There are a number of theories as to why our ancestors evolved to walk on two legs. Some of them are patently ludicrous (see: aquatic ape hypothesis), but among the more sensible, the idea that we did it for cooling purposes is beautiful in its simplicity. This theory claims that we evolved to stand upright, in order to regulate our body heat in the hot conditions of ancient Africa.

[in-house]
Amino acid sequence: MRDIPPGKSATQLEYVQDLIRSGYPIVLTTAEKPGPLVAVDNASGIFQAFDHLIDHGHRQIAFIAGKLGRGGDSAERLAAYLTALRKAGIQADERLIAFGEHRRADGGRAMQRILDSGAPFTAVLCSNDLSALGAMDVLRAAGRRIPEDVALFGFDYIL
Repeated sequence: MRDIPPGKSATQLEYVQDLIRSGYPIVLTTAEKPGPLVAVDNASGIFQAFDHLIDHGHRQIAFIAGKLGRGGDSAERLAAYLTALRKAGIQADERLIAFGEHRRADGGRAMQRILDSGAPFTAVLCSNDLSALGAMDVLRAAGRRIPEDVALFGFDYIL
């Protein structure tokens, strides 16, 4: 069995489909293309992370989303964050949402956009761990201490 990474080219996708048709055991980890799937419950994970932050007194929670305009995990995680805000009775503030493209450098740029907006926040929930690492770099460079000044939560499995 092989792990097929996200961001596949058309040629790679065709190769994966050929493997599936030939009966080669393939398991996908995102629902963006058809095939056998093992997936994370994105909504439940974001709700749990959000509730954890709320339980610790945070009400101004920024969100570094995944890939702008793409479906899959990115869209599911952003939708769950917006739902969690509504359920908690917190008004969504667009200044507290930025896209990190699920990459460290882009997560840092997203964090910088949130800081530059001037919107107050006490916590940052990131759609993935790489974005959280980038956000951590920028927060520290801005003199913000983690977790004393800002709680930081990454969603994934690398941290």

Top image: Masashi Mochida on Flickr.
Unfortunately, this theory may have taken a major blow thanks to a new piece of research. In contrast to previous attempts to model heat loss by posture, the researchers looked at how much heat would have to be discarded while walking rather than standing still. What they found was that bipedality didn't help with shedding heat in high-temperature environments — but it didn't hurt either.
What did make a big difference? Hairlessness. So while we may not have gone upright in order to cool off, losing the dense fur that marks other primates certainly helped.